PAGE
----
The Shakespeare Conference: SHK 12.0060  Wednesday, 10 January 2001

From:           Moira Russell <This email address is being protected from spambots. You need JavaScript enabled to view it.>
Date:           Tuesday, 09 Jan 2001 19:01:19 -0700
Subject: 12.0042 Re: Kent
Comment:        Re: SHK 12.0042 Re: Kent

The description of the Papp staging (and James Earl Jones as Lear must
have been incredible) with Kent dying onstage reminded me of another
thread currently going on about the difference between staging and
reading Shakespeare.  I do also think Kent more or less dies of a broken
heart-he can't go on and there is nothing to go on for.  I don't think
it will even particular matter if he dies right there or dies a few
hours, or days, later; I don't think anyone can doubt the end is near at
hand for him.  But the description of Albany, stunned, "holding a crown
that nobody wants" sounds too tempting for a director to pass up,
especially because it makes such a wonderful ending image in contrast to
the beginning with power being doled out, refused, fawned for, grabbed,
and so on.  It reminds me of business I have seen in productions of
"Hamlet" where Ophelia teases Laertes behing Polonius's back during the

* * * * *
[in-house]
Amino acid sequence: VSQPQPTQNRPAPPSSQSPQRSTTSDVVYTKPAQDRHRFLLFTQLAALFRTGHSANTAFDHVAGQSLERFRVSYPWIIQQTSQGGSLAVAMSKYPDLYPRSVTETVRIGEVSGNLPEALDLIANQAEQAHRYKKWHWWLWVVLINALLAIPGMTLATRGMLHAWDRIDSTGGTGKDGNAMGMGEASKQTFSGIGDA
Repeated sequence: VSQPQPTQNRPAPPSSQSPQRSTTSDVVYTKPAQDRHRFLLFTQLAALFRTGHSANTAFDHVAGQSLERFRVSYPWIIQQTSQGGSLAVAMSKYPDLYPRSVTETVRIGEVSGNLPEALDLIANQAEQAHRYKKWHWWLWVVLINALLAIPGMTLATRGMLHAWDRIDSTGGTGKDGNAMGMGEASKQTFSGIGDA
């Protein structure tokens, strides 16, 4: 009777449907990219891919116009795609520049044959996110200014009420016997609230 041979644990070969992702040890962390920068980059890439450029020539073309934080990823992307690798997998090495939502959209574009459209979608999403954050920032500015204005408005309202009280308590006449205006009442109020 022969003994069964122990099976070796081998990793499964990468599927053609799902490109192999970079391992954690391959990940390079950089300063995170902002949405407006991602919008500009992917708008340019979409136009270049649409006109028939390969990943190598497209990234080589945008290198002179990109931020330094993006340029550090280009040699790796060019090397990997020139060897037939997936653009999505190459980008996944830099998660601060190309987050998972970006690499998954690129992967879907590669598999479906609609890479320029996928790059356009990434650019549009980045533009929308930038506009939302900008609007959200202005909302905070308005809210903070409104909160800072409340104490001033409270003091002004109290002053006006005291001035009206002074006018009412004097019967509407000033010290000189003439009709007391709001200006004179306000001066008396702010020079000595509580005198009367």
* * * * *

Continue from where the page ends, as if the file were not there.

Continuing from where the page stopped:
early leavetaking scene.  I think an affection between brother and
sister, and a certain perhaps affectionate impatience with their
father's endless proverbs, is clearly in the text, but it's not written

This probably gives rise to two topics:  What do we know about
Shakespeare's stage directions, and What are some of the differences
between reading and seeing a work which was originally written to be
performed, but which has since passed into the canon as a near-sacred
text to be studied first, performed second?  (I'm thinking of the
"typical" person's experience of Shakespeare here-someone far more
likely to read say half-a-dozen of the plays in high school and
continuing on to college, but who will probably never see that many in

Moira Russell
Seattle, WA

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